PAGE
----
musketry was heard. At nightfall the sky cleared, and "the full moon, the traitors' doom," shone upon the beautiful scene. Until 1 o'clock A. M. the twinkling sparks upon the mountain side showed that picket skirmishing was going on. Then it ceased. General Grant's headquarters during the afternoon of the 23d and the day of the 24th were in Hood's redoubt, except when in the course of the day he rode along the advanced line, visiting the headquarters of the several commanders in Chattanooga Valley. At daylight on the 25th the Stars and Stripes were discovered on the peak of Lookout. The rebels had evacuated the mountain. General Hooker moved to descend the mountain, and striking Mission Ridge at the Rossville Gap to sweep on both sides and on its summits. The rebel troops were seen as soon as it was light enough streaming by regiments and brigades along the narrow summit of Mission Ridge, either concentrating on the right to overwhelm Sherman on marching for the railr
outhwesterly direction, finally disappearing in Alabama. Raccoon Mountain and Sand Mountain, which lie next to the river, are parts of the same range, being separated by Nickajack Cove. To the east of this range, and separated by a narrow valley, is Lookout Mountain. This valley is known as Lookout Valley up to the water-shed, and as Willis's Valley beyond, the dividing line being where the water runs northeast and southwest in opposite directions. To the east of Lookout Mountain is Chattanooga Valley, so called after the creek of that name, and then comes, still further to the east Missionary Ridge. Each one of these mountain ranges abuts upon the Tennessee river. Missionary Ridge disappears in a series of kills a few miles below Chattanooga, only to reappear again under the name of Peavine Ridge, and again lower down under the name of Pigeon Mountain; the latter uniting near the Alabama line with Lookout Mountain, and forming an acute angle. --The space enclosed between these two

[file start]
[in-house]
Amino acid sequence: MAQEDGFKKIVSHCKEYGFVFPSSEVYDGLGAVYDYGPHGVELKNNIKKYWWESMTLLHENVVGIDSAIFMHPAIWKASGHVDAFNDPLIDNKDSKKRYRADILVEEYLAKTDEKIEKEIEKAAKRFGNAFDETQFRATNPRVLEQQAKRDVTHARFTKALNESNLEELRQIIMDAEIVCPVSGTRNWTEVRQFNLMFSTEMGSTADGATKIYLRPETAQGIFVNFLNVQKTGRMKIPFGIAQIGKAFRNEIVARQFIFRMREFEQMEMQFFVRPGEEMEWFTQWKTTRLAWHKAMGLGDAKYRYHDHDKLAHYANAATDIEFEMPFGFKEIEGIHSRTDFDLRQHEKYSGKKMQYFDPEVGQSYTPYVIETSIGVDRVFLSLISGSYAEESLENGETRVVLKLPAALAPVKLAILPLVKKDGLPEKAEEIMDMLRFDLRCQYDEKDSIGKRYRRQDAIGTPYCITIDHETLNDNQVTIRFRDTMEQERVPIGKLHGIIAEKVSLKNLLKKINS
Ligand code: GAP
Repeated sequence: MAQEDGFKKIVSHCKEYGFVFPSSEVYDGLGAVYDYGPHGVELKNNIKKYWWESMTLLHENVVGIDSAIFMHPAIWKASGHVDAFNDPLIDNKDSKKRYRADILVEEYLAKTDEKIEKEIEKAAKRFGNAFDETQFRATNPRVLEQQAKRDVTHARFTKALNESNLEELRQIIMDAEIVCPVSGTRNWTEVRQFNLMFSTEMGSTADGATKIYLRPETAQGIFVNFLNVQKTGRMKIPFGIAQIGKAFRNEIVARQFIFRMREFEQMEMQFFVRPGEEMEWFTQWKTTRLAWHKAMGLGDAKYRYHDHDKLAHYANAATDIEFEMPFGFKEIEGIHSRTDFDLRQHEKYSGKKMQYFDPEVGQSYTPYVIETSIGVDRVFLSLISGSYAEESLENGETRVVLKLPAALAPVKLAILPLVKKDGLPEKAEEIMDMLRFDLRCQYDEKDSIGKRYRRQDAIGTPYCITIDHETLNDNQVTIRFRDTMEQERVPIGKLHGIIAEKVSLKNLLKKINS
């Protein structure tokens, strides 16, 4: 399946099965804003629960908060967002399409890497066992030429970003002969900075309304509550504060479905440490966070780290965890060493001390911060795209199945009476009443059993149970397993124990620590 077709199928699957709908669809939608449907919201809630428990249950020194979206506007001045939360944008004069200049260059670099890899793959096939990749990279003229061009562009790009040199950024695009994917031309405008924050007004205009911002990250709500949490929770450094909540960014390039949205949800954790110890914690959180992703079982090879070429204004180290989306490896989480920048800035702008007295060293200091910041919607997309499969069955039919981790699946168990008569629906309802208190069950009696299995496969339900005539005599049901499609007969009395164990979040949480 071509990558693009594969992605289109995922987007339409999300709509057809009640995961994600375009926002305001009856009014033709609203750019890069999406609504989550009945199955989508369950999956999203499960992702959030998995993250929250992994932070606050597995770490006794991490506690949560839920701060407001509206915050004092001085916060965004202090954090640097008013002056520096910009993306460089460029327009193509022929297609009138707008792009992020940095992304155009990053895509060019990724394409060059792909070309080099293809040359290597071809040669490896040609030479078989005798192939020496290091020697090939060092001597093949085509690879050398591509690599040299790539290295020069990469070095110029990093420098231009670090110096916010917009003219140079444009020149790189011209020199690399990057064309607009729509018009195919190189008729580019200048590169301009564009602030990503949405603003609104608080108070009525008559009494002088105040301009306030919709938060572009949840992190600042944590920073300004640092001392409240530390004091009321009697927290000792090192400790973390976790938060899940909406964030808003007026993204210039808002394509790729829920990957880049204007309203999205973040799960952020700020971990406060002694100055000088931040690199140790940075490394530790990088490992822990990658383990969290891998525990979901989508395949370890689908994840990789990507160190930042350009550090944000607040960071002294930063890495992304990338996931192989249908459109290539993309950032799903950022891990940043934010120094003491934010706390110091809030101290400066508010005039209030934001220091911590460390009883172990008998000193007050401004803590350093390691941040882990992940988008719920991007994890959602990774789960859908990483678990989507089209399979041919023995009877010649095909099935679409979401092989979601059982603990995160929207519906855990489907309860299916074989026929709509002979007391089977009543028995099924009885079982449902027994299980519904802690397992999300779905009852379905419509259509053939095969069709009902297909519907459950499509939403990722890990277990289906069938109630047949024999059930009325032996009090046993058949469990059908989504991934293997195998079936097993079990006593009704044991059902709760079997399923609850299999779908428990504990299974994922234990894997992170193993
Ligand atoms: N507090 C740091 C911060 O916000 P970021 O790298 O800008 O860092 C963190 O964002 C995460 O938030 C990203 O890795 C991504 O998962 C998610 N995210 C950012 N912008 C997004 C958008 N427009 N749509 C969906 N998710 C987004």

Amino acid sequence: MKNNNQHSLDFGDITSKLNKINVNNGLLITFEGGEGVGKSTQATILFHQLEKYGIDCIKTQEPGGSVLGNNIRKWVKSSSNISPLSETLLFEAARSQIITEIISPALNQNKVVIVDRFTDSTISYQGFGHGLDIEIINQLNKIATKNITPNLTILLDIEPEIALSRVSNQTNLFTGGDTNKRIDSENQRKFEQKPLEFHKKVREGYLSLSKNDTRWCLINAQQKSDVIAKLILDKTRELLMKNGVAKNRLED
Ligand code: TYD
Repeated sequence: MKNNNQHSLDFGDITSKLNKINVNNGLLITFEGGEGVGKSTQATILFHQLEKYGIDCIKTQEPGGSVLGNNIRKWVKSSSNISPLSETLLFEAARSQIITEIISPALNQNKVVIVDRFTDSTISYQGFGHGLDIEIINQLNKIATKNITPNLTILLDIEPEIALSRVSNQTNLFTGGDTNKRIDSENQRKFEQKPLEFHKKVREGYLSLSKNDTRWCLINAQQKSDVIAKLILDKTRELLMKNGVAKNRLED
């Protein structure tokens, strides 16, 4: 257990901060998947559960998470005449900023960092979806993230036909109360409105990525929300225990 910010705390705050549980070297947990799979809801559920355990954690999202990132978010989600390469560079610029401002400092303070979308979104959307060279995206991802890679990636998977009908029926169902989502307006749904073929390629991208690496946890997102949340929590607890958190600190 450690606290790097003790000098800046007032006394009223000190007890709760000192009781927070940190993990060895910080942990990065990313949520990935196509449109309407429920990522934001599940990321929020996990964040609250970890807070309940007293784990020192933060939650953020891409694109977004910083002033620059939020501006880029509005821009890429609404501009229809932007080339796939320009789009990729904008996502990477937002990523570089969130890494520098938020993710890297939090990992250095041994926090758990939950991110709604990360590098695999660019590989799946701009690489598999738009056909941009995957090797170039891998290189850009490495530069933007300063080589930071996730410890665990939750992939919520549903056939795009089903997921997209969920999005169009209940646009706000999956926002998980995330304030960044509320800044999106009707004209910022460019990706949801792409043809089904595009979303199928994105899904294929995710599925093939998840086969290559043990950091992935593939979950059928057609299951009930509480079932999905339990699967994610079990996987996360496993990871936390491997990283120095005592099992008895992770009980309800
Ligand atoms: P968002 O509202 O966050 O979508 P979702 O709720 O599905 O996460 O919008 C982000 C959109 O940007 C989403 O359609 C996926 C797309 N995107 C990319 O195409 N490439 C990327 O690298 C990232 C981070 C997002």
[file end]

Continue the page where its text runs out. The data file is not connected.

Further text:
. The Yankee army at Chattanooga. A correspondent of the Louisville Journal, writing from Nashville, gives quite a sombre account of the condition of the Yankees at Chattanooga. He says that the army there is shivering in torpor, and that fuel is so scarce in the camps that all the stumps in the valley have been chipped to the ground. This correspondent adds: A scythe would not shave the grain from the field more closely than the axes of the soldiers the vast forests in Chattanooga Valley. Wood could be procured near Missionary Ridge, but we have actually no animals to draw it to camp. There is no forage at Chattanooga, and horses and mules are dying by scores. Lean and fragile frames are stalking over the fields and through the streets of the city as though a famine were abroad in the land. Dead horses and mules cumber the streets and alleys of the city, and their bodies are rotting in the plains around. Hundreds of animals, turned out to pick subsistence in the f
und the foot of the mountain from their main camp in Chattanooga Valley to Lookout Valley. Holding these advantages, he woumand the roads leading from the enemy's main camp in Chattanooga Valley to Lookout Valley. On the 28th Hooker emerged io near Bridgeport, his main force being fortified in Chattanooga Valley, at the foot of and on Missionary Ridge and Lookout You will co-operate with Sherman. The troops in Chattanooga Valley should be well concentrated on your left flank, leavtions from the north end of Lookout Mountain through Chattanooga Valley to the north end of Missionary Ridge. The seconof his command, in pursuance of orders, swept across Chattanooga Valley, now abandoned by the enemy, to Rossville. In this xpected, moving north on the ridge, with his left in Chattanooga valley and his right east of the Ridge. His approach was ie whole of his strong positions on Lookout Mountain, Chattanooga Valley, and Missionary Ridge, were in our possession, toget